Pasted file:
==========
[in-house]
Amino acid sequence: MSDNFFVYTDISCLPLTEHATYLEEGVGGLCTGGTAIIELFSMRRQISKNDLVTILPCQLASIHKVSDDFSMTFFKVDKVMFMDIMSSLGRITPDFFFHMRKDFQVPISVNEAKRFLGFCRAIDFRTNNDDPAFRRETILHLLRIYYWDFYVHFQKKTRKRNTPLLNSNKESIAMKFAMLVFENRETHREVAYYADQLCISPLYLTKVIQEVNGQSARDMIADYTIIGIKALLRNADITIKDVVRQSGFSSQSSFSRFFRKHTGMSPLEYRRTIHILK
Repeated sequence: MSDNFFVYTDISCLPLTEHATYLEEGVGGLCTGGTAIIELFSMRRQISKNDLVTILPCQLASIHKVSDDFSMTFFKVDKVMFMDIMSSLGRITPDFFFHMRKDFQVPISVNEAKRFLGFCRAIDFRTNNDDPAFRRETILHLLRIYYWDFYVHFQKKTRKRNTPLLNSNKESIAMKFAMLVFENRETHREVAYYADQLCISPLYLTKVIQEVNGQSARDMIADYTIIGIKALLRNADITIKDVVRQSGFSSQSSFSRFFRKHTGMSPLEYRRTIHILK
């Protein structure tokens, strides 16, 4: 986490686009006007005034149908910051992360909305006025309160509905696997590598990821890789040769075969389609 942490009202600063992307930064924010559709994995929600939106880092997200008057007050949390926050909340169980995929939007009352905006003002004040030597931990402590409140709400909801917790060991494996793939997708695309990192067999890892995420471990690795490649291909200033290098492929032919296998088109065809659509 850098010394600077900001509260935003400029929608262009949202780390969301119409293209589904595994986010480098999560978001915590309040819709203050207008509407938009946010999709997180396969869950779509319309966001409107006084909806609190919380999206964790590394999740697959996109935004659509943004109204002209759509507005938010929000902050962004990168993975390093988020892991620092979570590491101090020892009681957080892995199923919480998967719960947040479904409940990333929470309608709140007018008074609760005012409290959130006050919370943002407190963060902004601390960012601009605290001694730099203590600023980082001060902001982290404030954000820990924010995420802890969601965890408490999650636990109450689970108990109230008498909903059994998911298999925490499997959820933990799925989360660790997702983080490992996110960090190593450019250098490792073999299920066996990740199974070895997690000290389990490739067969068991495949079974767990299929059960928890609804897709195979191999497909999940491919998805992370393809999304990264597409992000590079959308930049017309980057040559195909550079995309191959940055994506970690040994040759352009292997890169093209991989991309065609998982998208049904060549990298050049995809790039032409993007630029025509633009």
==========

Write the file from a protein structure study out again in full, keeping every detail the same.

[in-house]
Amino acid sequence: MSDNFFVYTDISCLPLTEHATYLEEGVGGLCTGGTAIIELFSMRRQISKNDLVTILPCQLASIHKVSDDFSMTFFKVDKVMFMDIMSSLGRITPDFFFHMRKDFQVPISVNEAKRFLGFCRAIDFRTNNDDPAFRRETILHLLRIYYWDFYVHFQKKTRKRNTPLLNSNKESIAMKFAMLVFENRETHREVAYYADQLCISPLYLTKVIQEVNGQSARDMIADYTIIGIKALLRNADITIKDVVRQSGFSSQSSFSRFFRKHTGMSPLEYRRTIHILK
Repeated sequence: MSDNFFVYTDISCLPLTEHATYLEEGVGGLCTGGTAIIELFSMRRQISKNDLVTILPCQLASIHKVSDDFSMTFFKVDKVMFMDIMSSLGRITPDFFFHMRKDFQVPISVNEAKRFLGFCRAIDFRTNNDDPAFRRETILHLLRIYYWDFYVHFQKKTRKRNTPLLNSNKESIAMKFAMLVFENRETHREVAYYADQLCISPLYLTKVIQEVNGQSARDMIADYTIIGIKALLRNADITIKDVVRQSGFSSQSSFSRFFRKHTGMSPLEYRRTIHILK
């Protein structure tokens, strides 16, 4: 986490686009006007005034149908910051992360909305006025309160509905696997590598990821890789040769075969389609 942490009202600063992307930064924010559709994995929600939106880092997200008057007050949390926050909340169980995929939007009352905006003002004040030597931990402590409140709400909801917790060991494996793939997708695309990192067999890892995420471990690795490649291909200033290098492929032919296998088109065809659509 850098010394600077900001509260935003400029929608262009949202780390969301119409293209589904595994986010480098999560978001915590309040819709203050207008509407938009946010999709997180396969869950779509319309966001409107006084909806609190919380999206964790590394999740697959996109935004659509943004109204002209759509507005938010929000902050962004990168993975390093988020892991620092979570590491101090020892009681957080892995199923919480998967719960947040479904409940990333929470309608709140007018008074609760005012409290959130006050919370943002407190963060902004601390960012601009605290001694730099203590600023980082001060902001982290404030954000820990924010995420802890969601965890408490999650636990109450689970108990109230008498909903059994998911298999925490499997959820933990799925989360660790997702983080490992996110960090190593450019250098490792073999299920066996990740199974070895997690000290389990490739067969068991495949079974767990299929059960928890609804897709195979191999497909999940491919998805992370393809999304990264597409992000590079959308930049017309980057040559195909550079995309191959940055994506970690040994040759352009292997890169093209991989991309065609998982998208049904060549990298050049995809790039032409993007630029025509633009």